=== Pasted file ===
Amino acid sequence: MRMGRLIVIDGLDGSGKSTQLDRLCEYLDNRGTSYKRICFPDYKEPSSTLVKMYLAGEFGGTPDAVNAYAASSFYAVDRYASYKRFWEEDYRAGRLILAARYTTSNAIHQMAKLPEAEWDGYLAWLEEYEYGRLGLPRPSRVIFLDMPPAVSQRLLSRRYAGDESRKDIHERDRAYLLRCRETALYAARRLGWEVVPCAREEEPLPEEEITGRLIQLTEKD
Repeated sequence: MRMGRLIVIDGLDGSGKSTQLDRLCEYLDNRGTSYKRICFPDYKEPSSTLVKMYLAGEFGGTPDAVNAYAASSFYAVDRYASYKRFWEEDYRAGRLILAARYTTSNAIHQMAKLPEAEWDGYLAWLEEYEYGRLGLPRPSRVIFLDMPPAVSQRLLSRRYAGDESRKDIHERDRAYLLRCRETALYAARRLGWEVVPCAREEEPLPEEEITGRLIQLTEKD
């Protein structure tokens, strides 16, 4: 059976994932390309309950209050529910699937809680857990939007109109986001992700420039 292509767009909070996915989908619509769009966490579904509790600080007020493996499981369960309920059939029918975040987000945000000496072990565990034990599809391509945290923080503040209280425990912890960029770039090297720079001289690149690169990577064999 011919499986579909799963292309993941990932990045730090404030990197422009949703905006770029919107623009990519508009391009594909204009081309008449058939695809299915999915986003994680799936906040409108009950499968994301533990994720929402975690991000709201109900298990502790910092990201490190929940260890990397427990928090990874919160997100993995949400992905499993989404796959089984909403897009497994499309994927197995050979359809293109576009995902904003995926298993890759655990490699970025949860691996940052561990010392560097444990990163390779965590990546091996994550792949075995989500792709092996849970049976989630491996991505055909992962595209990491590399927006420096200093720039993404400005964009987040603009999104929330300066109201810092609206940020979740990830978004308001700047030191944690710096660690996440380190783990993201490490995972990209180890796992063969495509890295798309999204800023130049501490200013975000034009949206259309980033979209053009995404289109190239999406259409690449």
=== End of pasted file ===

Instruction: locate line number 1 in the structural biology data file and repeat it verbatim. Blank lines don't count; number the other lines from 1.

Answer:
Amino acid sequence: MRMGRLIVIDGLDGSGKSTQLDRLCEYLDNRGTSYKRICFPDYKEPSSTLVKMYLAGEFGGTPDAVNAYAASSFYAVDRYASYKRFWEEDYRAGRLILAARYTTSNAIHQMAKLPEAEWDGYLAWLEEYEYGRLGLPRPSRVIFLDMPPAVSQRLLSRRYAGDESRKDIHERDRAYLLRCRETALYAARRLGWEVVPCAREEEPLPEEEITGRLIQLTEKD